• A rubber spatula to scrape any last bits of soap out of the pot

**Don’t forget!

  • VINEGAR for emergency spills. Lye is an extreme base, and vinegar (being an acid) will quickly neutralize it. After spilling lye, pour vinegar to neutralize, then rinse with cold water.
  • Paper towels or dishcloths to wipe up the inevitable spills (keep a bottle of white vinegar on hand to neutralize any spills!)


Getting Started:

  1. Measure out the appropriate amount of lye on your scale. Set your glass measuring cup on the scale. Set the scale to Zero. Pour lye flakes until you get 12.6 oz.
  2. Same thing with the distilled water (It’s VERY important that it is distilled.) Pour this water into the big pitcher until you reach 30 oz. Again, this MUST be heat-resistant for the next step.
  3. We are going to get our lye solution started. IT IS CRUCIAL YOU FOLLOW THIS EXACTLY.This part is actually the most dangerous part of the process because when lye touches water, it produces an almost immediate reaction. In seconds, the solution can bubble to over 200 degrees Fahrenheit. ALWAYS add lye to water. Repeat after me! Lye to water. Lye to water.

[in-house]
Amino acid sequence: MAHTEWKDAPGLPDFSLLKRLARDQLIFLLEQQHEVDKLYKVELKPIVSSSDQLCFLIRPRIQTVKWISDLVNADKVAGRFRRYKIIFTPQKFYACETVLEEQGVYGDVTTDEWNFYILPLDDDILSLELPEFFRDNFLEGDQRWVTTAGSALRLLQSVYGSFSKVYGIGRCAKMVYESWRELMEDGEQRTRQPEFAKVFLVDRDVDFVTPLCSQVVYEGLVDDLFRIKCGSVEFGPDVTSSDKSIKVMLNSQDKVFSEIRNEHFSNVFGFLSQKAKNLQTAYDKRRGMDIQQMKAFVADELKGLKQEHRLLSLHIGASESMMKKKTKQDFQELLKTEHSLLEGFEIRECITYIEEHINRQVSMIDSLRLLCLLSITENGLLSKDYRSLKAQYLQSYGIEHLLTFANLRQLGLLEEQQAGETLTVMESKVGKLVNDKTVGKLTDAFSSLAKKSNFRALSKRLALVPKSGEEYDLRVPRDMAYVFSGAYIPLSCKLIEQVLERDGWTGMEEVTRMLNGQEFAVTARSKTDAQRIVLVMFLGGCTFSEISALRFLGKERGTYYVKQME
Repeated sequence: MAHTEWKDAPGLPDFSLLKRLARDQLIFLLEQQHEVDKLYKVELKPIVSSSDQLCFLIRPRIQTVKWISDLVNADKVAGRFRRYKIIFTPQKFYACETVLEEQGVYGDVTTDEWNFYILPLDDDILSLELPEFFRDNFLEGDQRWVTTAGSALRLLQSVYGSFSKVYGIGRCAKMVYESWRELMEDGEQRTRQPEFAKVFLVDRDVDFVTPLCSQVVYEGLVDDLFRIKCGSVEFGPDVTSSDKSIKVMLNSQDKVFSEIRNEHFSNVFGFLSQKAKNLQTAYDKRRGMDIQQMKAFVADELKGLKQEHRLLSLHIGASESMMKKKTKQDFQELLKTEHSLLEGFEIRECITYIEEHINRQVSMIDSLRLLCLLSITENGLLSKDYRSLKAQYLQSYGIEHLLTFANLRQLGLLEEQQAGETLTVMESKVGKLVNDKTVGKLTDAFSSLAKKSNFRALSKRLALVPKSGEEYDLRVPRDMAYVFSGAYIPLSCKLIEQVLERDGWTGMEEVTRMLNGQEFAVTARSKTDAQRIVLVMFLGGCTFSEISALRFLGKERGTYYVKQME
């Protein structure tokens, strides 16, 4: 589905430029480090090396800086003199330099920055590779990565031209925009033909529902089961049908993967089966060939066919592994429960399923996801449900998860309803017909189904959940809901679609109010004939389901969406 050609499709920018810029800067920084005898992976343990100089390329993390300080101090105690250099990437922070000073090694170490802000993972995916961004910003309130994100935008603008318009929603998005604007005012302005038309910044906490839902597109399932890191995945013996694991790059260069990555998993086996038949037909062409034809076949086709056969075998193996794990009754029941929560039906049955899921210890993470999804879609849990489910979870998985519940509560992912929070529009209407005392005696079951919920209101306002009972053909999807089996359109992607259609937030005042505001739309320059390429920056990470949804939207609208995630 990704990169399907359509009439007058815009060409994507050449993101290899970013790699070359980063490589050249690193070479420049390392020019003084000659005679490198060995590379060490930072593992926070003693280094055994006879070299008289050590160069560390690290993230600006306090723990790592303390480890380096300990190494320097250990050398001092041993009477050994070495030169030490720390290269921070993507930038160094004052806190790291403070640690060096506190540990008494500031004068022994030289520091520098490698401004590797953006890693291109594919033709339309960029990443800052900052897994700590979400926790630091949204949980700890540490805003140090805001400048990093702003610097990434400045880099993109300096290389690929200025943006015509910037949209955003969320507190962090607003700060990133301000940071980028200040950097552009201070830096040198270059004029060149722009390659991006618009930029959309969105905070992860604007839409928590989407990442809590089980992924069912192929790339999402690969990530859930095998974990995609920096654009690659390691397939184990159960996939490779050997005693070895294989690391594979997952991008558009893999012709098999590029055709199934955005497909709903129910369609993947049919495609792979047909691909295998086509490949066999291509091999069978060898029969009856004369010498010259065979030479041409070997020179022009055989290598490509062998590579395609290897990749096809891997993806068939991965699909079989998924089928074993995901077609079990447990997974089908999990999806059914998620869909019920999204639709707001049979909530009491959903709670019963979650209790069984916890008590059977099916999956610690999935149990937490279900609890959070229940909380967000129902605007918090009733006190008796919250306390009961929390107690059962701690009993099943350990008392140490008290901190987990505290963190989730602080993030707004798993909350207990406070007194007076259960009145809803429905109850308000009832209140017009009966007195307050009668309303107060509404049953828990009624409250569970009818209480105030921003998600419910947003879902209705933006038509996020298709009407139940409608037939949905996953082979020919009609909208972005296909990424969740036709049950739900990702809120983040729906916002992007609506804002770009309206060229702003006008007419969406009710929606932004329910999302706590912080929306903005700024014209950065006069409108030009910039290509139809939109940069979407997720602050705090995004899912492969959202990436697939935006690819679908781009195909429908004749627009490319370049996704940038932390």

4. Set this aside, but away from people and other things it might accidentally contaminate. Once the solution gets to about 100 degrees, it is ready to mix in to your oil solution.
  5. Prepare 100 oz. of extra virgin olive oil (this can’t be pomace or a low grade olive oil or the recipe will be thrown off).
  6. When the lye solution has cooled to right around 100 degrees Fahrenheit (not too cool or too hot here), pour it into the oil (AGAIN, LYE INTO OIL).